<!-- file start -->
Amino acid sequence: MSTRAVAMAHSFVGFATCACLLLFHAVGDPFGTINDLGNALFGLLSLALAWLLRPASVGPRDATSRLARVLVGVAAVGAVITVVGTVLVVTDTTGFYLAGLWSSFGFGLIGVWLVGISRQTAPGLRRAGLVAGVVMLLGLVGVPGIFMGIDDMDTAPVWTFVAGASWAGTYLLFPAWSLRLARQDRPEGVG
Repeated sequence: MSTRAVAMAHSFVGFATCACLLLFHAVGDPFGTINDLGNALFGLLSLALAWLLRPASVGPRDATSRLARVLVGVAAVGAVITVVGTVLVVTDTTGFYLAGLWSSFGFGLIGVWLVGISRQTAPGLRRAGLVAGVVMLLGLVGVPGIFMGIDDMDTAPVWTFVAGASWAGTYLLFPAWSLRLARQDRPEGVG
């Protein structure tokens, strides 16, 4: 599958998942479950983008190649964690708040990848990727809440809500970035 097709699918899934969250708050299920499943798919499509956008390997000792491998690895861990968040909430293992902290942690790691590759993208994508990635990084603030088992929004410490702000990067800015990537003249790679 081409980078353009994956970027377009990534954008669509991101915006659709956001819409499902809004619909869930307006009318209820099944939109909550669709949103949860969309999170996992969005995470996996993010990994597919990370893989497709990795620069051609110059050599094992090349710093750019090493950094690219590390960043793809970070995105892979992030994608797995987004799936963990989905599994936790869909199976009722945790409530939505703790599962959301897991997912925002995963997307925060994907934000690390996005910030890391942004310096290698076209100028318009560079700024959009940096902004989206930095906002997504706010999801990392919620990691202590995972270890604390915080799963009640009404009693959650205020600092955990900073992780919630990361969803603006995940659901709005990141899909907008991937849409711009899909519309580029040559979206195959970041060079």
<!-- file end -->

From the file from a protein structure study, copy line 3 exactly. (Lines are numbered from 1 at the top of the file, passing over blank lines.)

């Protein structure tokens, strides 16, 4: 599958998942479950983008190649964690708040990848990727809440809500970035 097709699918899934969250708050299920499943798919499509956008390997000792491998690895861990968040909430293992902290942690790691590759993208994508990635990084603030088992929004410490702000990067800015990537003249790679 081409980078353009994956970027377009990534954008669509991101915006659709956001819409499902809004619909869930307006009318209820099944939109909550669709949103949860969309999170996992969005995470996996993010990994597919990370893989497709990795620069051609110059050599094992090349710093750019090493950094690219590390960043793809970070995105892979992030994608797995987004799936963990989905599994936790869909199976009722945790409530939505703790599962959301897991997912925002995963997307925060994907934000690390996005910030890391942004310096290698076209100028318009560079700024959009940096902004989206930095906002997504706010999801990392919620990691202590995972270890604390915080799963009640009404009693959650205020600092955990900073992780919630990361969803603006995940659901709005990141899909907008991937849409711009899909519309580029040559979206195959970041060079």